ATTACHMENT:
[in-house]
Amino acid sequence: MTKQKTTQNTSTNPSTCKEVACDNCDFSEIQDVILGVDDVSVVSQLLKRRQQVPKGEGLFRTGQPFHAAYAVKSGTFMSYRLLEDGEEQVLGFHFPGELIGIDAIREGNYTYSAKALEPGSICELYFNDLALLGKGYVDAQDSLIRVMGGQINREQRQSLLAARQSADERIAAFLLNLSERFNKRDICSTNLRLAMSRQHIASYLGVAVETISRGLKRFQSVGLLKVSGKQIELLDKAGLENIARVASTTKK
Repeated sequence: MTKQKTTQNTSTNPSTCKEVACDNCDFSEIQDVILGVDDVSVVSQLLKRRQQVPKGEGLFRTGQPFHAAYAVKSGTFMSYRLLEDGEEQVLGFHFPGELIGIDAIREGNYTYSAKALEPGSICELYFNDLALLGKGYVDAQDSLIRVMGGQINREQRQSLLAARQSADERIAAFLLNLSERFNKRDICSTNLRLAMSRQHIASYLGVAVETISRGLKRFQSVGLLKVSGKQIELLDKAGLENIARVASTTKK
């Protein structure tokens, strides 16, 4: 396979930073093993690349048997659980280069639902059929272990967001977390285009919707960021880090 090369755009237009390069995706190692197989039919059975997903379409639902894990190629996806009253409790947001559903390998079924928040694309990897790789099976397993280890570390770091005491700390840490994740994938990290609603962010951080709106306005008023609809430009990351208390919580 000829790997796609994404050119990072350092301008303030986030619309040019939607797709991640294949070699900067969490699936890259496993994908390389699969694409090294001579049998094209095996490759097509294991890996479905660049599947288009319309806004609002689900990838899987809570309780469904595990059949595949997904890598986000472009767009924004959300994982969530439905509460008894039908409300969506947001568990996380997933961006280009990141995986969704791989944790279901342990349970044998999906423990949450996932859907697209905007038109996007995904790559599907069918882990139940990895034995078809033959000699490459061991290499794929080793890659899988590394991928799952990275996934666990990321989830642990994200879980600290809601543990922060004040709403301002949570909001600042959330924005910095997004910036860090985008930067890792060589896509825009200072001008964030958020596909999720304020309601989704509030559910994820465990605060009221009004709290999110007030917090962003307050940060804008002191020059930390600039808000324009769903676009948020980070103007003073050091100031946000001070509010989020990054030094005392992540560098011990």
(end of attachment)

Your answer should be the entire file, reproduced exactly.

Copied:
[in-house]
Amino acid sequence: MTKQKTTQNTSTNPSTCKEVACDNCDFSEIQDVILGVDDVSVVSQLLKRRQQVPKGEGLFRTGQPFHAAYAVKSGTFMSYRLLEDGEEQVLGFHFPGELIGIDAIREGNYTYSAKALEPGSICELYFNDLALLGKGYVDAQDSLIRVMGGQINREQRQSLLAARQSADERIAAFLLNLSERFNKRDICSTNLRLAMSRQHIASYLGVAVETISRGLKRFQSVGLLKVSGKQIELLDKAGLENIARVASTTKK
Repeated sequence: MTKQKTTQNTSTNPSTCKEVACDNCDFSEIQDVILGVDDVSVVSQLLKRRQQVPKGEGLFRTGQPFHAAYAVKSGTFMSYRLLEDGEEQVLGFHFPGELIGIDAIREGNYTYSAKALEPGSICELYFNDLALLGKGYVDAQDSLIRVMGGQINREQRQSLLAARQSADERIAAFLLNLSERFNKRDICSTNLRLAMSRQHIASYLGVAVETISRGLKRFQSVGLLKVSGKQIELLDKAGLENIARVASTTKK
């Protein structure tokens, strides 16, 4: 396979930073093993690349048997659980280069639902059929272990967001977390285009919707960021880090 090369755009237009390069995706190692197989039919059975997903379409639902894990190629996806009253409790947001559903390998079924928040694309990897790789099976397993280890570390770091005491700390840490994740994938990290609603962010951080709106306005008023609809430009990351208390919580 000829790997796609994404050119990072350092301008303030986030619309040019939607797709991640294949070699900067969490699936890259496993994908390389699969694409090294001579049998094209095996490759097509294991890996479905660049599947288009319309806004609002689900990838899987809570309780469904595990059949595949997904890598986000472009767009924004959300994982969530439905509460008894039908409300969506947001568990996380997933961006280009990141995986969704791989944790279901342990349970044998999906423990949450996932859907697209905007038109996007995904790559599907069918882990139940990895034995078809033959000699490459061991290499794929080793890659899988590394991928799952990275996934666990990321989830642990994200879980600290809601543990922060004040709403301002949570909001600042959330924005910095997004910036860090985008930067890792060589896509825009200072001008964030958020596909999720304020309601989704509030559910994820465990605060009221009004709290999110007030917090962003307050940060804008002191020059930390600039808000324009769903676009948020980070103007003073050091100031946000001070509010989020990054030094005392992540560098011990």